As I mentioned in my last post about changes to my globalization course, my original plan of assigning an ethnography in conjunction with a project for a community partner no longer seemed likely to serve its intended purpose, so I removed it mid-semester. As a replacement, I have assigned students the task of creating infographics, first individually, and then in teams of four. I will turn over the latter products to the community partner as one of the deliverables from the project. Directions for the individual assignment are as follows:
An infographic is an attractive visual representation of data that tells a story. Principles of infographic design can be found at https://venngage.com/blog/infographic-design/. Additional examples of infographics can be found at https://informationisbeautiful.net/.
To create your infographic, use the data from project interviews and receipts and one of the free tools at https://www.creativebloq.com/infographic/tools-2131971. Save your infographic as a pdf file and submit it here. Other file formats will not be accepted.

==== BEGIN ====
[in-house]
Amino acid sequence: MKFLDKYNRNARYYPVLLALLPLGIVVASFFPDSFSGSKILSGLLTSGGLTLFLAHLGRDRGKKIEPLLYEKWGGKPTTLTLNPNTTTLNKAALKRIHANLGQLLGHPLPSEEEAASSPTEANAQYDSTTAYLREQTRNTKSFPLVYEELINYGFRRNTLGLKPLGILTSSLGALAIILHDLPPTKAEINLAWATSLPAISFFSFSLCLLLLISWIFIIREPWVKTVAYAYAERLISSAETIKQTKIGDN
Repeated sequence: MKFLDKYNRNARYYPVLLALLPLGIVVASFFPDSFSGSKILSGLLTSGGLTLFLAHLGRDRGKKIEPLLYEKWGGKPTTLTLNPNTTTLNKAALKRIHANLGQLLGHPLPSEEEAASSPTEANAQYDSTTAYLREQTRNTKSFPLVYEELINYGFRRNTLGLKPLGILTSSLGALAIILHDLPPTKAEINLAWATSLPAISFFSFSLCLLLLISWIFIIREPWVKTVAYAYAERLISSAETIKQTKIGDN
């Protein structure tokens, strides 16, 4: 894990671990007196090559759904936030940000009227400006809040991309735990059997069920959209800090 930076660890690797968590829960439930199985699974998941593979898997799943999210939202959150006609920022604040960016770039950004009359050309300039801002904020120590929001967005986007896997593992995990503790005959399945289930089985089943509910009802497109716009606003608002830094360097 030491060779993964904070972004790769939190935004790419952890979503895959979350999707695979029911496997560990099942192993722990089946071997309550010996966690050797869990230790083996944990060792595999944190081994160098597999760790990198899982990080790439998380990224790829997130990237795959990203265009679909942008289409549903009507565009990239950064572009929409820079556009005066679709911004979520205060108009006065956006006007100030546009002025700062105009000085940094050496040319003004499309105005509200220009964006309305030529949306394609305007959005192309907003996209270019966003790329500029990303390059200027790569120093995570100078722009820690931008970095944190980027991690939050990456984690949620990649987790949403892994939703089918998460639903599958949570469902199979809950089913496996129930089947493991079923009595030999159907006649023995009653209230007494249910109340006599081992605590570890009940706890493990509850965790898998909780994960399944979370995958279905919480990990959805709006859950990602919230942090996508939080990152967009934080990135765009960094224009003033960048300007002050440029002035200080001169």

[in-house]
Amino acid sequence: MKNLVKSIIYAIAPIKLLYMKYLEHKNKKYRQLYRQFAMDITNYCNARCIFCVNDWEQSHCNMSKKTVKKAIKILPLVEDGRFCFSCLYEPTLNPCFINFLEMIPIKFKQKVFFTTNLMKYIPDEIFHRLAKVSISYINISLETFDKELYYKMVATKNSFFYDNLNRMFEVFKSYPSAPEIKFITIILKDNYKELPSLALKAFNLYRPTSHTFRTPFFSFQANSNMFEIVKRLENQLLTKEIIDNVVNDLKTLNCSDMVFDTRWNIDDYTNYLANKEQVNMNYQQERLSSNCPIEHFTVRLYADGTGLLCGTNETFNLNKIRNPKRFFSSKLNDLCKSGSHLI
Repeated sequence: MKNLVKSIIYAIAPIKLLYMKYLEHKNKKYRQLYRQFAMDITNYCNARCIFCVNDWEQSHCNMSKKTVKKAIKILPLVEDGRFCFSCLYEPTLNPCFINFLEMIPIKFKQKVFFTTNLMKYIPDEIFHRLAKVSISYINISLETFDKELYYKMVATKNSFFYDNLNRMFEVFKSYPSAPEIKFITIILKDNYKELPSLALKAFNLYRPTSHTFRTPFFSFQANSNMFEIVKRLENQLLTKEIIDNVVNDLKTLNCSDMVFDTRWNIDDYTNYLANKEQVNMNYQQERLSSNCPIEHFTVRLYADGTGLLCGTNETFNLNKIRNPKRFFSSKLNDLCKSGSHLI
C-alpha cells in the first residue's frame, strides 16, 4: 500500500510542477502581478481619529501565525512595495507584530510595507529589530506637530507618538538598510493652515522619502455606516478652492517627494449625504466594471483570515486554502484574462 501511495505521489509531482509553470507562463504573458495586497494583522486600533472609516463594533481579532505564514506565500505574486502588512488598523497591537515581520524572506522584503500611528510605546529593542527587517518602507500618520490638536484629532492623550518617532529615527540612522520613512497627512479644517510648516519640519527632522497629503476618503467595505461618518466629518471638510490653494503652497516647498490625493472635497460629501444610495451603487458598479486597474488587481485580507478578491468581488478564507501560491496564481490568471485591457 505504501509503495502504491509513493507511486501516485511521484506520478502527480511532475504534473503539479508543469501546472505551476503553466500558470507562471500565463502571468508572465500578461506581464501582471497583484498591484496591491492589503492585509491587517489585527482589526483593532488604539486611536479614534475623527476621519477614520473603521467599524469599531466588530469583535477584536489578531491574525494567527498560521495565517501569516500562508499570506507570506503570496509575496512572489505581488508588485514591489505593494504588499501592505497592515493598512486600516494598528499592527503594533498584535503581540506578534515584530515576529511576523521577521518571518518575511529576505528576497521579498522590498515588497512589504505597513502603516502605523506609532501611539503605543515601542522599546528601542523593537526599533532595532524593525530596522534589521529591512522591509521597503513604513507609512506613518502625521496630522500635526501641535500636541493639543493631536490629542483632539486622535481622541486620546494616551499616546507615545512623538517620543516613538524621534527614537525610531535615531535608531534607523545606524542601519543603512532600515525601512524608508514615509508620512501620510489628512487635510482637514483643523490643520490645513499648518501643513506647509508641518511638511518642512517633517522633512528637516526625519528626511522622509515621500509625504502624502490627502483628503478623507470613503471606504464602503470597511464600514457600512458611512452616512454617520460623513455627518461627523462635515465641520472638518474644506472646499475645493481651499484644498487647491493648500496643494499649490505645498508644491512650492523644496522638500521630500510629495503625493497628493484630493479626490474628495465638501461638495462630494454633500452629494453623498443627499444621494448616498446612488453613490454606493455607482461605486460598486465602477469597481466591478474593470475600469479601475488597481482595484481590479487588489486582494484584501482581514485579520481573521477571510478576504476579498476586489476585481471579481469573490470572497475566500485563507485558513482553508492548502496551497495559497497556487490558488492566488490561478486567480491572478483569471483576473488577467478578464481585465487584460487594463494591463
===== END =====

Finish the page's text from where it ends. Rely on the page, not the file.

The rubric below identifies how your infographic will be graded.
And here is a screenshot of the rubric:
I am relatively pleased with this new assignment, for several reasons. First, it will force students to work with the data they have collected. Second, it meets my criteria for authenticity. Third, it ought to more clearly relate in students’ minds to the project with the community partner. Fourth, I have managed to connect it to the subject of the course in yet another revision to the meta-cognitive essay and the student presentations that function as the final exam — in ways that allowed me to recycle some of the ideas from the now-abandoned ethnography assignment. I will write about the latest versions of the meta-cognitive essay and final presentation in the coming weeks.
Links to all posts in this series: